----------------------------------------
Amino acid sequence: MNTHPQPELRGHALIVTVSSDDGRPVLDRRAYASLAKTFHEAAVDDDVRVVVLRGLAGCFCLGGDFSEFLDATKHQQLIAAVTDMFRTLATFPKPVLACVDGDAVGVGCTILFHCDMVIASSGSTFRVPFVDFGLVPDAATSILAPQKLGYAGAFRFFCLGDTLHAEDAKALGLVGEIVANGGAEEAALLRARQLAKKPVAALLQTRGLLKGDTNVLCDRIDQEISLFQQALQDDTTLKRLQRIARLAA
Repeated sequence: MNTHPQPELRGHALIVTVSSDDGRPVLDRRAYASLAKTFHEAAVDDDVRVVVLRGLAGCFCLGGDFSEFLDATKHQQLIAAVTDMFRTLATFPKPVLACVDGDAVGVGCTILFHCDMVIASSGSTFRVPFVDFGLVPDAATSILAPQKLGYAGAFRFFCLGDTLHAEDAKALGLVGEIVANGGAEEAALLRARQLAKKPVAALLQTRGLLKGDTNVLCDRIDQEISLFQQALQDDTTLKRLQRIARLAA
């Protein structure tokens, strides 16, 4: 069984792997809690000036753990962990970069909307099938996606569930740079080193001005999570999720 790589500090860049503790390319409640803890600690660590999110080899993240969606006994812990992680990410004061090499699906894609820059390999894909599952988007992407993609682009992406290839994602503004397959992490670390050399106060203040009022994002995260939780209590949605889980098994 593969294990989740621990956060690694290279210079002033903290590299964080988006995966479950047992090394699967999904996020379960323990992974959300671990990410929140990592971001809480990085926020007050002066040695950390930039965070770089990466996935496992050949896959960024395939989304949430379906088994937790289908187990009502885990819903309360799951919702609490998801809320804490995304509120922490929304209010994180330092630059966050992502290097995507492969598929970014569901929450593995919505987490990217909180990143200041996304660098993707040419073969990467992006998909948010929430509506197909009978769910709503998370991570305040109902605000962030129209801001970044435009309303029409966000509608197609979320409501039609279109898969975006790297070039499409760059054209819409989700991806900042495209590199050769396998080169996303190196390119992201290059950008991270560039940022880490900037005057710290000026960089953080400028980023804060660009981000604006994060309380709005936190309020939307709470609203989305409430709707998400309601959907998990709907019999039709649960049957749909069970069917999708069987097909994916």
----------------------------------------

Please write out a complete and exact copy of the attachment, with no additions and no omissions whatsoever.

Amino acid sequence: MNTHPQPELRGHALIVTVSSDDGRPVLDRRAYASLAKTFHEAAVDDDVRVVVLRGLAGCFCLGGDFSEFLDATKHQQLIAAVTDMFRTLATFPKPVLACVDGDAVGVGCTILFHCDMVIASSGSTFRVPFVDFGLVPDAATSILAPQKLGYAGAFRFFCLGDTLHAEDAKALGLVGEIVANGGAEEAALLRARQLAKKPVAALLQTRGLLKGDTNVLCDRIDQEISLFQQALQDDTTLKRLQRIARLAA
Repeated sequence: MNTHPQPELRGHALIVTVSSDDGRPVLDRRAYASLAKTFHEAAVDDDVRVVVLRGLAGCFCLGGDFSEFLDATKHQQLIAAVTDMFRTLATFPKPVLACVDGDAVGVGCTILFHCDMVIASSGSTFRVPFVDFGLVPDAATSILAPQKLGYAGAFRFFCLGDTLHAEDAKALGLVGEIVANGGAEEAALLRARQLAKKPVAALLQTRGLLKGDTNVLCDRIDQEISLFQQALQDDTTLKRLQRIARLAA
């Protein structure tokens, strides 16, 4: 069984792997809690000036753990962990970069909307099938996606569930740079080193001005999570999720 790589500090860049503790390319409640803890600690660590999110080899993240969606006994812990992680990410004061090499699906894609820059390999894909599952988007992407993609682009992406290839994602503004397959992490670390050399106060203040009022994002995260939780209590949605889980098994 593969294990989740621990956060690694290279210079002033903290590299964080988006995966479950047992090394699967999904996020379960323990992974959300671990990410929140990592971001809480990085926020007050002066040695950390930039965070770089990466996935496992050949896959960024395939989304949430379906088994937790289908187990009502885990819903309360799951919702609490998801809320804490995304509120922490929304209010994180330092630059966050992502290097995507492969598929970014569901929450593995919505987490990217909180990143200041996304660098993707040419073969990467992006998909948010929430509506197909009978769910709503998370991570305040109902605000962030129209801001970044435009309303029409966000509608197609979320409501039609279109898969975006790297070039499409760059054209819409989700991806900042495209590199050769396998080169996303190196390119992201290059950008991270560039940022880490900037005057710290000026960089953080400028980023804060660009981000604006994060309380709005936190309020939307709470609203989305409430709707998400309601959907998990709907019999039709649960049957749909069970069917999708069987097909994916």